We later asked Chester about what makes teaching others to drive so rewarding. "You have no clue how nice it is when you've got somebody out there you've been struggling with for a day and a half to back the truck up into the alley and they can't get it. Then they finally get it and they come flying out of the truck screaming and hollering because they finally got it. That makes you kind of feel good."

He added, "And what's really cool is if you take somebody that has been on unemployment for a year and a half, they get through the school, they leave, they come back six, seven months later and say, 'Hey I brought home 1,100 bucks last week.' You've given them a career."

As we waited for our taxi to collect us for the airport, Andrew and I circled back around to what we learned from the Real Men who drive bulldozers, excavators, big rigs, buses, and the like.

"These guys are unsung heroes," Andrew said. "These are tough jobs that not a lot of people appreciate. They're building and constructing our homes and highways, and they're hauling vehicle parts and building materials across America. As Chester told us, without trucks, we wouldn't have buildings, and none of us would be dressed."

Even now, Andrew isn't sure where that gold seal is taking him in life, but he does know he'll be getting there via Real Man Road, which was built by an excavator and bulldozer and has been well traveled by trucks and buses. And maybe because of the instruction and insight from Travis, Chester, and Karl, he'll be able to grab the wheel-he'll need a giant one now-and take those curves along the way with more confidence, maybe even occasionally following a detour that sends him in the direction of the life he's imagined.

"The mind is a powerful place, and a dream is as real as you allow," he said.

Oh no, more poetry. "I don't know that one," I pondered. "Author unknown?"

"Schuth," he replied.

Sometimes a dream is realized when someone like Chester believes in you, while at other times it's about learning to make it happen for yourself by thinking outside the sandbox. It might also be about those second chances in life, like for Andrew now, or when Dent was able to recapture his youth.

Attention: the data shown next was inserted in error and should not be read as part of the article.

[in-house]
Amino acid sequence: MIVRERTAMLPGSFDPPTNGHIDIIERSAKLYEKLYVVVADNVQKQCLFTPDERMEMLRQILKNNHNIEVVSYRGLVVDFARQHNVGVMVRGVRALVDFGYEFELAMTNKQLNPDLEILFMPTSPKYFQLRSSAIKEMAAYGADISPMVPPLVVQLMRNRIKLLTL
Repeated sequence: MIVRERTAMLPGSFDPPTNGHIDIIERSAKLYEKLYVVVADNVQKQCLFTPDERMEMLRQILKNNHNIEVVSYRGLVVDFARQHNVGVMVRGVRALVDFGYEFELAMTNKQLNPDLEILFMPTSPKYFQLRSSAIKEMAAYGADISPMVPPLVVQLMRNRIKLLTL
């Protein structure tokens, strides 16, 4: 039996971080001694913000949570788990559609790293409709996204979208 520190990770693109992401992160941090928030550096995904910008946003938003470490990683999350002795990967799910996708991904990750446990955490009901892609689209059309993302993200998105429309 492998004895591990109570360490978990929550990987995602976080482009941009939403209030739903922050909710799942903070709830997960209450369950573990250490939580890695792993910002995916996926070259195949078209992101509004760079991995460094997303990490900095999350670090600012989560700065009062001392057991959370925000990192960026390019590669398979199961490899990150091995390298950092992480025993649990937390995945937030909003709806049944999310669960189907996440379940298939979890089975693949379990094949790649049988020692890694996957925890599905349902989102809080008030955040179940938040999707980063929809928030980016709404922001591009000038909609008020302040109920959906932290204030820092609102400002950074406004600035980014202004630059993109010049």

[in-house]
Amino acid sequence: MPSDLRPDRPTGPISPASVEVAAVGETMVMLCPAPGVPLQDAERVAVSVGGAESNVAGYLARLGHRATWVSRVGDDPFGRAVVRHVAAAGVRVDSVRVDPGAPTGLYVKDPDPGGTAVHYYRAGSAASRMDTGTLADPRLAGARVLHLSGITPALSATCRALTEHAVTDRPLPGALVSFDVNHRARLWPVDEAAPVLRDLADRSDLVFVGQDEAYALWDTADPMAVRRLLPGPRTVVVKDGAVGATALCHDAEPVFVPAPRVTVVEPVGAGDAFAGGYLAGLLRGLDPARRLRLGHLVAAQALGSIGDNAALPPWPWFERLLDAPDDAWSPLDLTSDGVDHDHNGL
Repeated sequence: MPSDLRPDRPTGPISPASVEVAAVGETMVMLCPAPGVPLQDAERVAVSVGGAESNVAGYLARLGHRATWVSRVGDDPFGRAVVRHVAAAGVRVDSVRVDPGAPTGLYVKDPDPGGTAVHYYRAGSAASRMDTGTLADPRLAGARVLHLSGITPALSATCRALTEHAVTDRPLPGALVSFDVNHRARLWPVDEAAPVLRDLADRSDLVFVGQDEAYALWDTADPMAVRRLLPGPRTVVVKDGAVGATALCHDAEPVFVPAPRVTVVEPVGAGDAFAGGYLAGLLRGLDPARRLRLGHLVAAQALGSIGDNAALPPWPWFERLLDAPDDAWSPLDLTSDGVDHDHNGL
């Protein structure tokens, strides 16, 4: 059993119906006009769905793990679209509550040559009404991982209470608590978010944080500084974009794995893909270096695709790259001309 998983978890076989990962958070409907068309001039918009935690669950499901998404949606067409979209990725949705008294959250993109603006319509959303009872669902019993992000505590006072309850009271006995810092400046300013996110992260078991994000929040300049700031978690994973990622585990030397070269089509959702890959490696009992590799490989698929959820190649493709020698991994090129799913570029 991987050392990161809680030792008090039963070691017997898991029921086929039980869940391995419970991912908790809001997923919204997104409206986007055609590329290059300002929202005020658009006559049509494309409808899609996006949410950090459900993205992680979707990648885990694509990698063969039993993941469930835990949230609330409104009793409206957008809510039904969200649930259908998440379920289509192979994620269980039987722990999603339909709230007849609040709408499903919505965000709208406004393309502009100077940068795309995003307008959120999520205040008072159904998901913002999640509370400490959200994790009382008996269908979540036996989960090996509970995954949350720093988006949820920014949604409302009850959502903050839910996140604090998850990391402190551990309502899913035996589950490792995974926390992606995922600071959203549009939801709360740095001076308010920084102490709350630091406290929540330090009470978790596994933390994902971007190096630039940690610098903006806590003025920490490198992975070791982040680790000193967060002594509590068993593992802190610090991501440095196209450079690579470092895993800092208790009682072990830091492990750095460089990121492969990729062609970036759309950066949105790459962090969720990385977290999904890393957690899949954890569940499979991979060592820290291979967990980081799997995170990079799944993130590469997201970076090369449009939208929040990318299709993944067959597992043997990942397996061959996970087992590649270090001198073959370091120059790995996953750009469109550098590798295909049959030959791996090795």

Right then our taxi pulled up, and before we could even get in and shut the doors, our driver, Zelalem, exclaimed, "Is this where you learn to drive trucks?!" He was full of the same wide-eyed enthusiasm and childlike wonder that Cappa and Andrew had once had. We explained to Zelalem what this school was, how the program worked, and its job-placement success. In turn, he told us how he'd been driving a cab for about seven years and had just started looking into truck-driving schools because it was something he'd always wanted to do. As if on cue, a big rig blew by us on the freeway.

"I look at those and think, 'That could be me! That's my dream!'" We immediately handed him Mellody's business card. This was a case of a dream within reach, literally.

Vegas may not be known for its "real" women, but Andrew and I learned it's where you can find Real Men who go confidently in the direction of their dreams.

And perhaps the key to making a dream come true is to never forget who you were when you first dreamed it.

One other thing: There might be something to what Andrew had said, that if you can drive a Prius, you can drive anything.

Zelalem's taxi was a Prius.